Monday, 8 August 2011

The Rise of the British Underclass

Riots in London, bored teenagers, the same class of casual criminal that appears on the streets of Dublin when the opportunity arises to break into footlocker, burger king, and other businesses that appeal to them - they are the underclass, and I won't go into poetics, as Frank Gallagher sums himself up perfectly.

There is obviously a correlation with unemployment, but neither is there a single-variable 'cause'. Most of these people don't want to work, born on the backs of parents who wished to work, couldn't find it and gave up, and passed on a culture of fecklessness to their children, who don't even look for work in the first case although there is not enough to go around anyway.

It is obvious that most of these types cannot be defended easily, just as it is barely possible to communicate with them "Av you got a fag, mate?". Ha, I think Harry Enfield & co captured them better than many a left-wing academic . In the papers, opinion is actually balanced in comments. Some media actually just report facts without making causal links, which is great. In the comments, people oscillate between "bunch of known local hooligans" to blaming govt/society/parents for allowing this set of circumstances to arise.

The problems clearly are linked to the decline of industrial Britain, failed social policies, lack of education, breakdown of civil order and duty, and police brutality. The latter was the spark but all of these explanatory variables weigh in to various degrees.

There is no solution, except perhaps to conscript these youths into sub minimum-wage factories (illegal), export underachievers (illegal), cordon off the area and place food in trays (immoral), genetically modify the perpetrators (may exacerbate the situation), and so on.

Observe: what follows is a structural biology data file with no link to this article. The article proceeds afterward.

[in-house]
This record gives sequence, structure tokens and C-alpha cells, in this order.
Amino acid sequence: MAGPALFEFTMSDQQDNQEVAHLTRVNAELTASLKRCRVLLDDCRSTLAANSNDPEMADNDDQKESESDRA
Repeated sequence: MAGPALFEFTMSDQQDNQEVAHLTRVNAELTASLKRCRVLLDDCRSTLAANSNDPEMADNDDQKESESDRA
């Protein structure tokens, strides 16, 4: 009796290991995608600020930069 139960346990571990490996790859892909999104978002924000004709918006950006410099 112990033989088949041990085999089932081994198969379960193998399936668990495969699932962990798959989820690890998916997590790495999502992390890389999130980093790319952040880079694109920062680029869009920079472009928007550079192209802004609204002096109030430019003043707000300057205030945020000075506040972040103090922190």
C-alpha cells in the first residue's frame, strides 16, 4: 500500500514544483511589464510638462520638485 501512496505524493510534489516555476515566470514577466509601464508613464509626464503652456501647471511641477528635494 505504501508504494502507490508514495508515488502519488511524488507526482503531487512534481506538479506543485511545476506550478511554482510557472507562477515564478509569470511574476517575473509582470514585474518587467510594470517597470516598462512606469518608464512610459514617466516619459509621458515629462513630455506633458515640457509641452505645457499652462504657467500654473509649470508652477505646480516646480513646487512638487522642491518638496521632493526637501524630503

In fact, I would wager that we are going to be stuck with our scallies/disenfranchised, chavs/troubled youths, knackers/deprived inner city resdents, and scangers/poorly attired bored kids for quite a while.

I partly grew up in a place in terminal decline though my parents were too sensible to have us stay there into our teens, and to be honest, when I return to my "roots" my first feeling is "fuck this place". It is rough and not a nice place to live unless you don't know otherwise.

To deal with it, you can either work at the macro level to bring the legal structures (force) and facilities (employment - paid or otherwise) to get the underclass emerging, or at the micro level to at least separate the smarter ones from the non-hopers and alleviate problems through proactive engagement.

The government could easily force all benefit claimers to do some physical community work, with immediate suspension of benefits for non-compliance. As a society, we have gone too soft and woolly, and 'nudges' must be backed by sticks (not necessarily batons). But without provision of training and employment, there is no way out (without stating this as the cause).

If there is one thing l learned in my transition from chav society to rural Ireland, is that there is nothing as great a stabiliser as a hard day's work. There is a reason why the remnants of the working class (who actually work hard) take pride in a long day's toil followed by a pint of bitter in the local. They have earned their rest.

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